“R u sure i don’t want to get any of you sick,” she texted Heale. “Won’t be the first time, won’t be the last time. Everyone will be fine,” Heale replied.

When Hess was rushed to the hospital from Heale’s home, the emergency room doctor diagnosed him with pneumonia.

Hess had also suffered a fall at home about a week before his collapse, his parents testified. In the autopsy report, the medical examiner noted there was a bruise on his forehead.

“Mason just walked into the sliders… think the bump now looks bigger. Leaving the screen on now!!!” Heale texted Hess’s mother the day before his collapse, according to court documents. “Lol unreal,” his mother replied.

Several studies have concluded that symptoms once thought to be exclusively associated with SBS can be caused by something as simple as a short-distance, accidental fall. There can also be a delay between the fall and a child’s collapse or death, according to several case examples Miller cites in Heale’s application.

“You can have cases where initially everything appears okay and then it’s only later when you realize the impact this had,” said Miller.

Before Heale’s trial began, her attorneys contacted Chris Van Ee, a biomechanical engineer and accident reconstruction specialist. Van Ee prepared a report and emailed it to her attorneys, but never heard back, according to Heale’s application. In his report, Van Ee wrote that external injuries would be present on Hess if Heale had violently shaken him. “There are no reported skull fractures, bruises, or other injuries to indicate that Mason was abusively shaken with great force or otherwise assaulted,” he wrote. But his report was never presented at trial. 

“There was an expert — the leading expert — ready, willing, and able to testify,” said Miller, adding that Van Ee’s report presented evidence that Hess’s death was “far more likely” caused by a short fall than by shaking.

“Shaken baby syndrome is a diagnosis of exclusion, not inclusion,” said Miller. “This is something that certainly cannot be excluded as the cause of death.”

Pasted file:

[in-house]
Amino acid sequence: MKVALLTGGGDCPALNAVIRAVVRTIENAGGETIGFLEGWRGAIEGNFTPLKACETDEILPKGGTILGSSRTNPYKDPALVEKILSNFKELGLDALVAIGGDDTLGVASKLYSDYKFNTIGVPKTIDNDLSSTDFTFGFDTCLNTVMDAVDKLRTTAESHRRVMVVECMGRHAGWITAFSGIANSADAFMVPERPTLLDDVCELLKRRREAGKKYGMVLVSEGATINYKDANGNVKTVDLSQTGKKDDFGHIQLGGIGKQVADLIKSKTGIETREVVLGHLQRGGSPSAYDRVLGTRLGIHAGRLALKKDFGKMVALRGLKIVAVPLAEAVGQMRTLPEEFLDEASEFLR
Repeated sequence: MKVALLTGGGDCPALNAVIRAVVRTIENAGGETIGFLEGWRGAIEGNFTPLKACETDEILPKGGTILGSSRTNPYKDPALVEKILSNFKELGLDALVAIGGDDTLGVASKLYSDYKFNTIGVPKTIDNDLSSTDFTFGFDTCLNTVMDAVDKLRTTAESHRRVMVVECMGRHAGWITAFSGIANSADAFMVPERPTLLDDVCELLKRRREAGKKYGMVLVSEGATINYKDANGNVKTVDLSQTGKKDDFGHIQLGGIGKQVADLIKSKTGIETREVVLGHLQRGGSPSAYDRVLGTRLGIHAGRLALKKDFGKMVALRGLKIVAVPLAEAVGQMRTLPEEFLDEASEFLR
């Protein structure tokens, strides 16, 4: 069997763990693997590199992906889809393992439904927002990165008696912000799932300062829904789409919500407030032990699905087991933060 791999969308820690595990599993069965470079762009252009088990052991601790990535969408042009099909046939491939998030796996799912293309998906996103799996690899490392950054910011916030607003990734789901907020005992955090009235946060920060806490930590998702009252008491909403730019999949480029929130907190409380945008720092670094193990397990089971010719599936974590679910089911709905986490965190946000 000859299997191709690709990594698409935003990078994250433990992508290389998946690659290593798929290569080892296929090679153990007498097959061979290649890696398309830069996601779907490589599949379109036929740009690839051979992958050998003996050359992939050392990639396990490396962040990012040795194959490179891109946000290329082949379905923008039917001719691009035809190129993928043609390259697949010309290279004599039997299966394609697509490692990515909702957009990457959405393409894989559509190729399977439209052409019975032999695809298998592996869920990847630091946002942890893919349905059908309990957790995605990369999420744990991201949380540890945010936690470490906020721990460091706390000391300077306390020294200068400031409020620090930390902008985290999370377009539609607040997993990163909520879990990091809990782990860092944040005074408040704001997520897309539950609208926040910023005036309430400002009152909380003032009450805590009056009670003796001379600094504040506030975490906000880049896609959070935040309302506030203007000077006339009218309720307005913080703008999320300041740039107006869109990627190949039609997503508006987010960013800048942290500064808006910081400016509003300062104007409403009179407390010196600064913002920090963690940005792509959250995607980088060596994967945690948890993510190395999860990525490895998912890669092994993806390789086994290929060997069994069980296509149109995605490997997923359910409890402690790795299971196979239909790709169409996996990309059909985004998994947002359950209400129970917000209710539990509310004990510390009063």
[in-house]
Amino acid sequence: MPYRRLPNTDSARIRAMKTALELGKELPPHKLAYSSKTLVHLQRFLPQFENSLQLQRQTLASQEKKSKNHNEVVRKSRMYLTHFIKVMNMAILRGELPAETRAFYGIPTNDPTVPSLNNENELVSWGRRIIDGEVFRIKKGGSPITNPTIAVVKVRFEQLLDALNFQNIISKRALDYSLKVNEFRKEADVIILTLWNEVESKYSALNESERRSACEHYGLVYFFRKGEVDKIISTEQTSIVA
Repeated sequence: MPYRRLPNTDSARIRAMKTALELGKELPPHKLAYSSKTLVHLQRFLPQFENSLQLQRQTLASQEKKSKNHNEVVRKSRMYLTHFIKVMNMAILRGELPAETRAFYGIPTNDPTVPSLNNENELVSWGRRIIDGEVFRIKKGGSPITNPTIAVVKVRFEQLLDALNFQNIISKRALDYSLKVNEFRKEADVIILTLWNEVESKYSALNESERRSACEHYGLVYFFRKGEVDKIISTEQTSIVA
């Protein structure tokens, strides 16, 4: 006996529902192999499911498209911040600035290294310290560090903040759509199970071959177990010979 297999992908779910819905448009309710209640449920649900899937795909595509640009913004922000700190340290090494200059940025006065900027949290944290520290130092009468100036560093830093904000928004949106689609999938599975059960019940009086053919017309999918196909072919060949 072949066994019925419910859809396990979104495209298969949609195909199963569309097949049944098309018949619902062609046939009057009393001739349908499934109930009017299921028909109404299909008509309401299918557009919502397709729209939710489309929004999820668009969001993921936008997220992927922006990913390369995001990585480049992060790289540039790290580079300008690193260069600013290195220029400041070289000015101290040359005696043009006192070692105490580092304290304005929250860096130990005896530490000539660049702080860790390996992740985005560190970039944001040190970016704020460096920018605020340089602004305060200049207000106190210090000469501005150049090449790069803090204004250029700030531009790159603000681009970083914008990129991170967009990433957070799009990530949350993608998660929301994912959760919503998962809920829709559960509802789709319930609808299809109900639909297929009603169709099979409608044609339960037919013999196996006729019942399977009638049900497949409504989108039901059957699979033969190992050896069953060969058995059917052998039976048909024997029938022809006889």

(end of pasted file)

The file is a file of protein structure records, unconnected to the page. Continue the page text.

In many SBS cases, medical professionals and law enforcement dismiss evidence that supports alternate explanations for a child’s death, said Jessica Henry, a professor at Montclair State University and author of the book, “Smoke But No Fire: Convicting the Innocent of Crimes that Never Happened.”

“Once folks come in with this notion that the child is dead because there must have been some kind of abusive act, they stop focusing on the rest of the medical evidence that would suggest otherwise,” said Henry.

Heale hopes the attorney general’s office will review “all the facts of my case” and “recognize that I am not the woman portrayed by the prosecution,” she wrote to The Appeal.

Heale stays in touch with her twins, now 13, through phone calls, emails, and occasional visits. Before the pandemic, she saw her children two or three times a month, but over the last two years, she’s gone for months at a time without seeing them.

“Physically being away from my children and husband is the hardest part of being incarcerated,” Heale wrote to The Appeal. “Nothing can replace being home and involved with them on a day to day basis.”

Even as her faith in the legal system has deteriorated, Heale has tried to remain optimistic, buoyed by the support of her family and friends. On the first day of the month, she wrote, “Happy February…another month closer to home!”